Four killed directly by TB last year out of 315 cases reported
The deaths of four people in Ireland were directly caused by TB last year, new figures show.
The incidence of TB in Ireland has been declining but there were 315 cases last year, with five involving multi-drug resistance.
Some 44.1pc of people diagnosed were Irish and the rest were born abroad or of unknown nationality.
The latest Irish trends in TB come as a new study published today in the 'Lancet' medical journal shows TB remains the leading infectious killer of our time.
It was responsible for 1.6 million deaths worldwide in 2017, with drug-resistant forms of TB threatening control efforts in many parts of the world. In addition, in 2017, around a quarter of the world's population was living with TB infection.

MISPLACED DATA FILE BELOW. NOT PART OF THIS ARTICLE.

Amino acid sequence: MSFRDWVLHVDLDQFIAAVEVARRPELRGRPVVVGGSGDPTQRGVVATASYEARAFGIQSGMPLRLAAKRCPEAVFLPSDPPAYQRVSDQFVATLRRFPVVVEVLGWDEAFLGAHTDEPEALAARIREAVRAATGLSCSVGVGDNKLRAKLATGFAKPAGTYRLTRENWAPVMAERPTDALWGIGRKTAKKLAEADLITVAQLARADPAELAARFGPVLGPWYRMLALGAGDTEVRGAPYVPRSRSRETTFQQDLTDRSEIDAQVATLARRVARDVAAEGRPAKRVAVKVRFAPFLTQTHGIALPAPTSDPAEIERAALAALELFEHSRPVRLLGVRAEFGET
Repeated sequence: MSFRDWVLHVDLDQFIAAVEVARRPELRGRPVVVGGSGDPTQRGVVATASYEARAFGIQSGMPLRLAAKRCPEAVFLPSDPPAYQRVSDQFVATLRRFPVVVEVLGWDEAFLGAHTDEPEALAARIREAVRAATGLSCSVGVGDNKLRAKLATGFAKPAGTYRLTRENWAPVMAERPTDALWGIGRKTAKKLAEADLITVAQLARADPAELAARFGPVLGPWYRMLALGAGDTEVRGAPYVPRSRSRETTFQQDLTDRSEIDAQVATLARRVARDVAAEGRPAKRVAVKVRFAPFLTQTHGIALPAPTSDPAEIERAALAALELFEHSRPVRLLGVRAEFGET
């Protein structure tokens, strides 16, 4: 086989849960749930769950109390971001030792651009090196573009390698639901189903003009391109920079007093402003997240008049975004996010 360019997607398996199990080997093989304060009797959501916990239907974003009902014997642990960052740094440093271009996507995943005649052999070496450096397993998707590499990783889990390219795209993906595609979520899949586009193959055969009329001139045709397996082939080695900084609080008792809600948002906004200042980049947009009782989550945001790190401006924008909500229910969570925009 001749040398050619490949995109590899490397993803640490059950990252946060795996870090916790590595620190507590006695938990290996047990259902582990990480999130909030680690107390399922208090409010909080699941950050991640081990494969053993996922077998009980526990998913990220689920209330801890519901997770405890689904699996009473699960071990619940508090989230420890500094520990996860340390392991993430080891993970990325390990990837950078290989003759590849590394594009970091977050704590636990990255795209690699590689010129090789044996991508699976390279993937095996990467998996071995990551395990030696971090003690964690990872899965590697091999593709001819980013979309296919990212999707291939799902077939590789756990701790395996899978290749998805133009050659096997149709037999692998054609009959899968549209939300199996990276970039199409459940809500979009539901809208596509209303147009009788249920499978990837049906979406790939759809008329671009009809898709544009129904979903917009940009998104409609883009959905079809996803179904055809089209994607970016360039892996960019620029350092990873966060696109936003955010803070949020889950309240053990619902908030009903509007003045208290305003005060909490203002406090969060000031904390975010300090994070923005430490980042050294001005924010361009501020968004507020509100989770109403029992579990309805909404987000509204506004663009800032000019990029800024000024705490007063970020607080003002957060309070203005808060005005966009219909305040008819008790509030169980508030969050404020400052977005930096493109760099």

The World Health Organisation first declared TB a public health crisis in 1993, and in 2018 the first-ever UN High-Level Meeting on TB made ending the disease a global priority. This included ambitious goals to treat 40 million people, and to prevent 30 million new cases between 2018-2022. A world free of TB is possible by 2045 with increased political will and financial resources.